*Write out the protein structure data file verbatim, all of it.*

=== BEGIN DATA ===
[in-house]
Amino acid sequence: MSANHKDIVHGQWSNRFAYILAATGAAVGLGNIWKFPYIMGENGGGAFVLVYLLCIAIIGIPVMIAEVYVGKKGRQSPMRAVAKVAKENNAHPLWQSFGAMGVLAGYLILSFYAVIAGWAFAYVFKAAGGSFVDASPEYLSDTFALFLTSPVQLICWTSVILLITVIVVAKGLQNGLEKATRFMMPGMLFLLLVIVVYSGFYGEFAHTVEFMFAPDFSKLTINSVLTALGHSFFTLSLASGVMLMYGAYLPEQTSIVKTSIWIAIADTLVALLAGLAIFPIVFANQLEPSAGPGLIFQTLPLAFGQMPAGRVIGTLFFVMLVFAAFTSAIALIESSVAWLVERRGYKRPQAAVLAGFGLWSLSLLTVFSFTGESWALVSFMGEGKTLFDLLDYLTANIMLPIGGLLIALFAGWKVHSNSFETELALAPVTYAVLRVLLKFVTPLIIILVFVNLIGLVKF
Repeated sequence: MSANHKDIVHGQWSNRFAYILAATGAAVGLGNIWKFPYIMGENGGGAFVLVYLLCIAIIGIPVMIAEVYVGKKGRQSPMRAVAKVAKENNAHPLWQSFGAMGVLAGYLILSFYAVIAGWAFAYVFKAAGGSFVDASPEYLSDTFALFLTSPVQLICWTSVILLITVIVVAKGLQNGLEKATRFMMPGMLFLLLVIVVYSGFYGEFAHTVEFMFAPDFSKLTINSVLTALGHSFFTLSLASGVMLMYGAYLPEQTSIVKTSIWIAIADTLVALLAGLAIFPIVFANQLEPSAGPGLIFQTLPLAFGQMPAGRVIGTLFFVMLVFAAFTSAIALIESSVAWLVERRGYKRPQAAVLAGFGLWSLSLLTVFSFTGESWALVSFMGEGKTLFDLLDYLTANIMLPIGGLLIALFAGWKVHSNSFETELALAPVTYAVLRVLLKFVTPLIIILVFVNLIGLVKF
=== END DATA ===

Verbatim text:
[in-house]
Amino acid sequence: MSANHKDIVHGQWSNRFAYILAATGAAVGLGNIWKFPYIMGENGGGAFVLVYLLCIAIIGIPVMIAEVYVGKKGRQSPMRAVAKVAKENNAHPLWQSFGAMGVLAGYLILSFYAVIAGWAFAYVFKAAGGSFVDASPEYLSDTFALFLTSPVQLICWTSVILLITVIVVAKGLQNGLEKATRFMMPGMLFLLLVIVVYSGFYGEFAHTVEFMFAPDFSKLTINSVLTALGHSFFTLSLASGVMLMYGAYLPEQTSIVKTSIWIAIADTLVALLAGLAIFPIVFANQLEPSAGPGLIFQTLPLAFGQMPAGRVIGTLFFVMLVFAAFTSAIALIESSVAWLVERRGYKRPQAAVLAGFGLWSLSLLTVFSFTGESWALVSFMGEGKTLFDLLDYLTANIMLPIGGLLIALFAGWKVHSNSFETELALAPVTYAVLRVLLKFVTPLIIILVFVNLIGLVKF
Repeated sequence: MSANHKDIVHGQWSNRFAYILAATGAAVGLGNIWKFPYIMGENGGGAFVLVYLLCIAIIGIPVMIAEVYVGKKGRQSPMRAVAKVAKENNAHPLWQSFGAMGVLAGYLILSFYAVIAGWAFAYVFKAAGGSFVDASPEYLSDTFALFLTSPVQLICWTSVILLITVIVVAKGLQNGLEKATRFMMPGMLFLLLVIVVYSGFYGEFAHTVEFMFAPDFSKLTINSVLTALGHSFFTLSLASGVMLMYGAYLPEQTSIVKTSIWIAIADTLVALLAGLAIFPIVFANQLEPSAGPGLIFQTLPLAFGQMPAGRVIGTLFFVMLVFAAFTSAIALIESSVAWLVERRGYKRPQAAVLAGFGLWSLSLLTVFSFTGESWALVSFMGEGKTLFDLLDYLTANIMLPIGGLLIALFAGWKVHSNSFETELALAPVTYAVLRVLLKFVTPLIIILVFVNLIGLVKF